Let’s talk about pizza. But first, let’s see a show of hands. Who wants to be the first in Maine to call President Barack Obama and Congress and tell them that the tomato is not a vegetable, it’s a fruit?

Don’t argue with me. You can Google it. Botanically speaking, the tomato is a fruit, and can be further classified as a berry since it is pulpy and has edible seeds.

Didn’t we all know this already? Sister Rosanna told me that in the fourth grade. We were all stunned by that. And then we got home and proudly told Mama, she just put stewed tomatoes on the plate and said, “Eat your vegetables.”

How did it all come to this? Here’s news you can use and show off at the Christmas party: In 1893, an importer claimed the tomato as a fruit in order to avoid vegetable import tariffs imposed by the United States. This dispute led to the Supreme Court ruling (this is pre-Roberts, Scalia, Thomas) for taxation purposes that the tomato be classified as a vegetable, since it was primarily consumed in the manner of a vegetable, rather than a fruit, which was usually used in desserts. So there it is. Ever since 1893 we’ve been brainwashed into thinking the poor tomato was a veggie. So how does that work for vegans who don’t eat fruit?

I wouldn’t be bringing this up at all but for a decision by our friends in Congress, who want to put french fries and pizza back on your kids’ lunch plates. A conference committee found a way to get around proposed nutrition guidelines, and inserted a new guideline in a bill that the president signed. It classifies 1/8 cup of tomato paste as a veggie. So this balances everything on the school lunch, and pizza can stay. I imagine this covers french fries as well, as long as you pour tomato paste or sauce over the fries. What’s the problem? If you’re a fries lover, you always put ketchup on your fries, except in Maine where some use vinegar. The great President Ronald Reagan already said that ketchup is a veggie. So there it is: Ketchup on fries, tomato sauce on the pizza. It’s the American way. End of story.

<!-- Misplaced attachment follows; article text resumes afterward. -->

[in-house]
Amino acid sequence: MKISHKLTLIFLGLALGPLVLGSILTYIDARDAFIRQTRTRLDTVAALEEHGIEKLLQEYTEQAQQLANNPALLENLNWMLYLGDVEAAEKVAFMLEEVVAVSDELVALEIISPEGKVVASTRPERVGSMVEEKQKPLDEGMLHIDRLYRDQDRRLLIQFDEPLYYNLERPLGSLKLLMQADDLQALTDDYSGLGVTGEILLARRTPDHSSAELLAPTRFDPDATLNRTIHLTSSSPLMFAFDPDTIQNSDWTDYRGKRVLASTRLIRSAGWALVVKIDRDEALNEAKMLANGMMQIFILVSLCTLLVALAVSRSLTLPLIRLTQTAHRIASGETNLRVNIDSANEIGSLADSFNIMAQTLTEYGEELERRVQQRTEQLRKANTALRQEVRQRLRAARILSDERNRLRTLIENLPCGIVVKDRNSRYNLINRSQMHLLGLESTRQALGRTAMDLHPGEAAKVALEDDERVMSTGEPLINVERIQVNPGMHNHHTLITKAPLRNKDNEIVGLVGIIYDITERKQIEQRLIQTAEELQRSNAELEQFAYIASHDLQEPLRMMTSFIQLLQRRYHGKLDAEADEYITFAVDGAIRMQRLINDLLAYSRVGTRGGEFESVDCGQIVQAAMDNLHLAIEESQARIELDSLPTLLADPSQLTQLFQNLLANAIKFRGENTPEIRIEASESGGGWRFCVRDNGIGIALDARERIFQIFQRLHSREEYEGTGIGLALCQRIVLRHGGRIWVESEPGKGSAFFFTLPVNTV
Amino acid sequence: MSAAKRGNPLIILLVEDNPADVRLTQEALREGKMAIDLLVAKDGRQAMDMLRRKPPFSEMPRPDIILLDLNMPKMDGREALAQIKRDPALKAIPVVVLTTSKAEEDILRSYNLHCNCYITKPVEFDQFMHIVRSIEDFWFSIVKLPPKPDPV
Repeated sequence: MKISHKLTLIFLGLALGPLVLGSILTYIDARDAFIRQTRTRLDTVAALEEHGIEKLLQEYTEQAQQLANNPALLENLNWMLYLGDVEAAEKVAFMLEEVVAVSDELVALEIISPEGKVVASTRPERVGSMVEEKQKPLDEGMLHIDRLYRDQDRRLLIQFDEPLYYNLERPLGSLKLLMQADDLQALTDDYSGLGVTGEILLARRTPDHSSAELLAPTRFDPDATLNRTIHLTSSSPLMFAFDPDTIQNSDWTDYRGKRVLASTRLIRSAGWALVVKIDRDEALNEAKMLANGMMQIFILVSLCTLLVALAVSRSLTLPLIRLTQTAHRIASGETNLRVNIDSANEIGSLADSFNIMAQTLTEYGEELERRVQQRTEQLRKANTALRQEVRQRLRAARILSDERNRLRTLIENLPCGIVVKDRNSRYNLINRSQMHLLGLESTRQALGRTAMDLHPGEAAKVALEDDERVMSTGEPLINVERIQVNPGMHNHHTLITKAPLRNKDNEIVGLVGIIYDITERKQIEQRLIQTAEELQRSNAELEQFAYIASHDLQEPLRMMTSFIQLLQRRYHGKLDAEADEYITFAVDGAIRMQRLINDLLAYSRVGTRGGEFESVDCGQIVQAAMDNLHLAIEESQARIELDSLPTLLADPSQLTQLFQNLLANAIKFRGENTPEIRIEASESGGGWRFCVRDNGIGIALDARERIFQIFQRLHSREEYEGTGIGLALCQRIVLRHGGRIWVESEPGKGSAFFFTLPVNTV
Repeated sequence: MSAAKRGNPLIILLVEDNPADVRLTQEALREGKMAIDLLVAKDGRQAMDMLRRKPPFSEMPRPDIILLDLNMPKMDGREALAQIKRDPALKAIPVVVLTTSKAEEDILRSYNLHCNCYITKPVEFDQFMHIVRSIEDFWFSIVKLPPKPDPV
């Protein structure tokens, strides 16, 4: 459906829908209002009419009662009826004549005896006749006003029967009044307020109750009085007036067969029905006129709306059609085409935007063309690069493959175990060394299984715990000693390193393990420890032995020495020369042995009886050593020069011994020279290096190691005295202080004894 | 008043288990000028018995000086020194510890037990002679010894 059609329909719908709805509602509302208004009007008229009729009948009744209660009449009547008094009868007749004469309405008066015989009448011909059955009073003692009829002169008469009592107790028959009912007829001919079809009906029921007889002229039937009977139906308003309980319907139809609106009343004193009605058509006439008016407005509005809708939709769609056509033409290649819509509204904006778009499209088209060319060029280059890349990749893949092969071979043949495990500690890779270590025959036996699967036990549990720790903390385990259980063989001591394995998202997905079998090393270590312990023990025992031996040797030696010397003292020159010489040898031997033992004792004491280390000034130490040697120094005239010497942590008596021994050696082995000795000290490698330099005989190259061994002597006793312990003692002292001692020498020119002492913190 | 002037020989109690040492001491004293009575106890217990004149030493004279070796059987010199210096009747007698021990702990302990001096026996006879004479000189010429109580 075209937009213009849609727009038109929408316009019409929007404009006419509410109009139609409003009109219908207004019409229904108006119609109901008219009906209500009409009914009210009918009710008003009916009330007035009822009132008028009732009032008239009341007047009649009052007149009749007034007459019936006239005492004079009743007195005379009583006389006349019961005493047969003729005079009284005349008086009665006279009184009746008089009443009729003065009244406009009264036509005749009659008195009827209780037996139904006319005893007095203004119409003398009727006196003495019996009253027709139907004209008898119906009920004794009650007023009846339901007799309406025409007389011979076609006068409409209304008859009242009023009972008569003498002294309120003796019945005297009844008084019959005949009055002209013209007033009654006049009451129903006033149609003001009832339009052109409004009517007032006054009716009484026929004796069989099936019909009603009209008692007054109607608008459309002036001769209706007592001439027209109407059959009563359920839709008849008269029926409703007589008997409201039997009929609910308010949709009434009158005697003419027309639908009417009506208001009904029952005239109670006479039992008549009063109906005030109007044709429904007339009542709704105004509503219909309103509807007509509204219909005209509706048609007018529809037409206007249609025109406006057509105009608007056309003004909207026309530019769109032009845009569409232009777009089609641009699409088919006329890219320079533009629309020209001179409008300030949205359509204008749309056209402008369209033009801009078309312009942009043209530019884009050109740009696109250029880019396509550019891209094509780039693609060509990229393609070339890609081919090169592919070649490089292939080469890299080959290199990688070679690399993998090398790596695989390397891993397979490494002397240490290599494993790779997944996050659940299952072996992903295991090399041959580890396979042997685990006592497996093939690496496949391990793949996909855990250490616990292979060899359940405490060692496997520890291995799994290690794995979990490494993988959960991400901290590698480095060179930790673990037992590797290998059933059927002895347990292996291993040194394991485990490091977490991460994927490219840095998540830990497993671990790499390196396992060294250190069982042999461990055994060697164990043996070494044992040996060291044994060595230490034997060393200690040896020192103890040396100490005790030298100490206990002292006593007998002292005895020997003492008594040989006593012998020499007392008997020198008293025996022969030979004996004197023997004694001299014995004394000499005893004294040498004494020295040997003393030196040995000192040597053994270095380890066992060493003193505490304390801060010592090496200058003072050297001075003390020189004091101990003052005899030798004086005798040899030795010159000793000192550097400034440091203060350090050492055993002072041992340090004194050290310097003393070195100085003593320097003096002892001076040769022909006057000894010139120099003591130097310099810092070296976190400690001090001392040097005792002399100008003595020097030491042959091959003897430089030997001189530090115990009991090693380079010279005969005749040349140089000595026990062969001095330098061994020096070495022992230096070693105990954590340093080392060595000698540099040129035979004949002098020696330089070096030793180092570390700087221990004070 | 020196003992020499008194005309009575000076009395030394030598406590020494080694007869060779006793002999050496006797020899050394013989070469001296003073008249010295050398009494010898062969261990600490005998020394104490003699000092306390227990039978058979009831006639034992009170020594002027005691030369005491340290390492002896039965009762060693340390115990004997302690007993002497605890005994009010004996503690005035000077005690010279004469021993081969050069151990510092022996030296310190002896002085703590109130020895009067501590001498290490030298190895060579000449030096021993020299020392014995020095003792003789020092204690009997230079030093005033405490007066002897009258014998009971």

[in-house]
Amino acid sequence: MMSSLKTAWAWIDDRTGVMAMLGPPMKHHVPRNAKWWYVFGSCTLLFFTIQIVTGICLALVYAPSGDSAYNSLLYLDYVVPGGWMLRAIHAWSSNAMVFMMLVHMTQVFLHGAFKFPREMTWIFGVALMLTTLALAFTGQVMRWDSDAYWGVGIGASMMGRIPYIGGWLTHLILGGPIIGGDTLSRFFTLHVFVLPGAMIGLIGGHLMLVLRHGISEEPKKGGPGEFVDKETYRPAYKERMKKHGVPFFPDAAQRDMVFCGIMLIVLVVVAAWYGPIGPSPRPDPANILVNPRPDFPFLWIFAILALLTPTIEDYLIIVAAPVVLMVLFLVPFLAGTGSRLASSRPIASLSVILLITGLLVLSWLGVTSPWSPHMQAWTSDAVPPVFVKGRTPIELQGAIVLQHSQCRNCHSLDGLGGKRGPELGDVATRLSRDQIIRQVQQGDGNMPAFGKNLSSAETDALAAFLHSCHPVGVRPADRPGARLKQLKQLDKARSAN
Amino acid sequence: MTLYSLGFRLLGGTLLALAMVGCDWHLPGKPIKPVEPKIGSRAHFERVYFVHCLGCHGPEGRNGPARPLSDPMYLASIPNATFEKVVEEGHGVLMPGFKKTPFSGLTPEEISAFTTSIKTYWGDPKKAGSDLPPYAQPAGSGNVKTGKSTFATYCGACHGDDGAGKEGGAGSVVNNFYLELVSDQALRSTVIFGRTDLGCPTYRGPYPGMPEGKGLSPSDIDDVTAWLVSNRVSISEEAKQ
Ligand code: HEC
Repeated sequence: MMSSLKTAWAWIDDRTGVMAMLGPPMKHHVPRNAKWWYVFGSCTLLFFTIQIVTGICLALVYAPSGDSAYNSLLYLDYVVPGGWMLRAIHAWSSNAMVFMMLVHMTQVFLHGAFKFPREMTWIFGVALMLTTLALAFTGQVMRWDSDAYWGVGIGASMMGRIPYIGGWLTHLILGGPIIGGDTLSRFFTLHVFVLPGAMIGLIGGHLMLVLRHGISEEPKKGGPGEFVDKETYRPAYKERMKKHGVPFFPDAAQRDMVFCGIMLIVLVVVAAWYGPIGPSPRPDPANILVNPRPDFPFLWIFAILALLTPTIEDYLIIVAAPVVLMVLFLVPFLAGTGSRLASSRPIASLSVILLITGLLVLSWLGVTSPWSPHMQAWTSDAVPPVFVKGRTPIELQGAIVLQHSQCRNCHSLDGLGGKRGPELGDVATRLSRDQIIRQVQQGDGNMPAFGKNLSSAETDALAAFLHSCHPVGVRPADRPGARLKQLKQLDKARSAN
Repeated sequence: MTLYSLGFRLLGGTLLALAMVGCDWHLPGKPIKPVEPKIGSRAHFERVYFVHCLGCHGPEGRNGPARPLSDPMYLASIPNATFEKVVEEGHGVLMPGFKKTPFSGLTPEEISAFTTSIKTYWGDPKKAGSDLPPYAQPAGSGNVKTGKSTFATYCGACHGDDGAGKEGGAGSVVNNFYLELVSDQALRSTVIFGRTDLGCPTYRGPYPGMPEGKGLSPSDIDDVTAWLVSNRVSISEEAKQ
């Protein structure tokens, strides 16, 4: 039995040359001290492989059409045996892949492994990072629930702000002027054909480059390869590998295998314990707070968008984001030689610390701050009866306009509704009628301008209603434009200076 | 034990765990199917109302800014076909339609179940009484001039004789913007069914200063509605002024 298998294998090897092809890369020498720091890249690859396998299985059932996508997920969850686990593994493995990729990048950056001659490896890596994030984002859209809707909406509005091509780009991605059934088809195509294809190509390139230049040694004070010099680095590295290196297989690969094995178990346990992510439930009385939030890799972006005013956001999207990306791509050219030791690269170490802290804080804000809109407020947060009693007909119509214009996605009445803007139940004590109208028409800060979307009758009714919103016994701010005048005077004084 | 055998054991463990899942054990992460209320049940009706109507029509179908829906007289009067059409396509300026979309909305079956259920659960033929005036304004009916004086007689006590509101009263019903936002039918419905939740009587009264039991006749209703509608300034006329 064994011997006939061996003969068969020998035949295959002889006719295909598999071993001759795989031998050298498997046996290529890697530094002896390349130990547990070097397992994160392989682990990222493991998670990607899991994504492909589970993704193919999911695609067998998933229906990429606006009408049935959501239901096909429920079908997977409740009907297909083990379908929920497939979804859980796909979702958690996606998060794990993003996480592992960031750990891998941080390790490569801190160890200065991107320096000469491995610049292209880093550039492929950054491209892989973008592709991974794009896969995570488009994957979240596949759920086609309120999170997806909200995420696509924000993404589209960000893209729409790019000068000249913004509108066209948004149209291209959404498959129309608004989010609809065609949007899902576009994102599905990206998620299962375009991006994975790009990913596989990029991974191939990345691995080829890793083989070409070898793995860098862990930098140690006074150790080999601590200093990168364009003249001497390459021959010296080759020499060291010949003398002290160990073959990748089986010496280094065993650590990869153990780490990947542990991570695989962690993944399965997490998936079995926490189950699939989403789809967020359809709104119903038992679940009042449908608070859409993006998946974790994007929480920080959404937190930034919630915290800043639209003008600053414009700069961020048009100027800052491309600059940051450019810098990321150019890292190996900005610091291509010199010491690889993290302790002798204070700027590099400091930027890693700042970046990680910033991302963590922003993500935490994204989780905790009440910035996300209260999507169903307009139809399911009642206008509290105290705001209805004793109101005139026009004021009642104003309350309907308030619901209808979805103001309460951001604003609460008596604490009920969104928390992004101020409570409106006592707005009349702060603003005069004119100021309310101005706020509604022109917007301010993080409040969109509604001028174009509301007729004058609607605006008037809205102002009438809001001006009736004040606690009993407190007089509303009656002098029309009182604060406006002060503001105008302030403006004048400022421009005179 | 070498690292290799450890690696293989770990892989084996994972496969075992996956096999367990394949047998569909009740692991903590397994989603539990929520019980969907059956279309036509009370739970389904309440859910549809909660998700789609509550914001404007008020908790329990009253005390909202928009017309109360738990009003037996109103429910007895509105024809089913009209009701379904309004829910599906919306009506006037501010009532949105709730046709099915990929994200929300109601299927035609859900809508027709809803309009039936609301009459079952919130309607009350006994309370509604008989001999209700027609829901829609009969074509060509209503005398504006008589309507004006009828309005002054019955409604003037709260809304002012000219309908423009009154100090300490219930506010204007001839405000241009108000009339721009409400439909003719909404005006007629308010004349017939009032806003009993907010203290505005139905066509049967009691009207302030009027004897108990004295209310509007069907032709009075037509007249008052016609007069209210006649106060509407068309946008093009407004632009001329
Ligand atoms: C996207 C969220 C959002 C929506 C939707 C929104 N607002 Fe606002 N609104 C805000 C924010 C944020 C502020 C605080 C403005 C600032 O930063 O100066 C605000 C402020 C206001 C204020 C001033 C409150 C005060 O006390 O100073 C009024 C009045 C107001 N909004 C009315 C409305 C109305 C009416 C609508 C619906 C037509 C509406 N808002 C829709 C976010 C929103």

First a quick history of pizza. Pizza historian Linda Stradley on “What’s cooking America” tells us that: At the height of the Persian Empire, in the third century B.C., Marcus Porcius Cato, also know as Cato the Elder, wrote the first history of Rome. He wrote about “flat round of dough dressed with olive oil, herbs, and honey baked on stones.” Think how a slice of that would taste with a diet Coke.

In the sixth century B.C., Stradley said that the soldiers of Darius the Great, accustomed to lengthy marches, baked a kind of bread flat upon their shields, and then covered it with cheese and dates. Upon retiring from the army, Darius the Great opened the first pizza parlor in what is now Iran. I made the last part up, but I like it.

I’m all for putting pizza and fries back on the school menu if it’s done right.

J.P.’s Pizza: Whole wheat thin crust with veggie topping of green and red peppers as well as olives chopped up really, really tiny so the little ones will think they’re sprinkles. Then add the fruit, oops, sorry, tomato sauce. No sausage or pepperoni.

It’s never too early to avoid blocking their arteries and skyrocketing their triglycerides. Hint: If you slice tiny Italian tomatoes really thin and bake them, they kind of look like pepperoni. Problem solved. This is so healthy they can eat it every day.

Just before Christmas I’ll publish my recipe of partridge in a pear tree pizza. Thanks for listening.

J.P. Devine is a Waterville writer.


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